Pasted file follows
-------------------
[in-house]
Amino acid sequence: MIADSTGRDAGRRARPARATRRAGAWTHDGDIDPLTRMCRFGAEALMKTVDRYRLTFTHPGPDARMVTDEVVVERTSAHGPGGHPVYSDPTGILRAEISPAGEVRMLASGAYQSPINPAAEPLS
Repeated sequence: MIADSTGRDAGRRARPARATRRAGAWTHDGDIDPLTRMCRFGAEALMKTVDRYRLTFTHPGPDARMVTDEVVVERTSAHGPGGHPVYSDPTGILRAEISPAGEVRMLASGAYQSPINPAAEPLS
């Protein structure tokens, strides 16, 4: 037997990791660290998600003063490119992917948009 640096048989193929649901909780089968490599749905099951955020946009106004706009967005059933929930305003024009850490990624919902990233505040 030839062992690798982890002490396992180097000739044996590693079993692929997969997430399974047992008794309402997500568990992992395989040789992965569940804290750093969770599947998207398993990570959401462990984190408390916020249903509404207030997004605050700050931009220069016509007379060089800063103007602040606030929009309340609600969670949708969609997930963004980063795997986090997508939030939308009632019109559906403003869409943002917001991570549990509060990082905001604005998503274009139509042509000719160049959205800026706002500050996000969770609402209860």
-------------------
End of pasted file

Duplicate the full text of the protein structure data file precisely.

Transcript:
[in-house]
Amino acid sequence: MIADSTGRDAGRRARPARATRRAGAWTHDGDIDPLTRMCRFGAEALMKTVDRYRLTFTHPGPDARMVTDEVVVERTSAHGPGGHPVYSDPTGILRAEISPAGEVRMLASGAYQSPINPAAEPLS
Repeated sequence: MIADSTGRDAGRRARPARATRRAGAWTHDGDIDPLTRMCRFGAEALMKTVDRYRLTFTHPGPDARMVTDEVVVERTSAHGPGGHPVYSDPTGILRAEISPAGEVRMLASGAYQSPINPAAEPLS
């Protein structure tokens, strides 16, 4: 037997990791660290998600003063490119992917948009 640096048989193929649901909780089968490599749905099951955020946009106004706009967005059933929930305003024009850490990624919902990233505040 030839062992690798982890002490396992180097000739044996590693079993692929997969997430399974047992008794309402997500568990992992395989040789992965569940804290750093969770599947998207398993990570959401462990984190408390916020249903509404207030997004605050700050931009220069016509007379060089800063103007602040606030929009309340609600969670949708969609997930963004980063795997986090997508939030939308009632019109559906403003869409943002917001991570549990509060990082905001604005998503274009139509042509000719160049959205800026706002500050996000969770609402209860």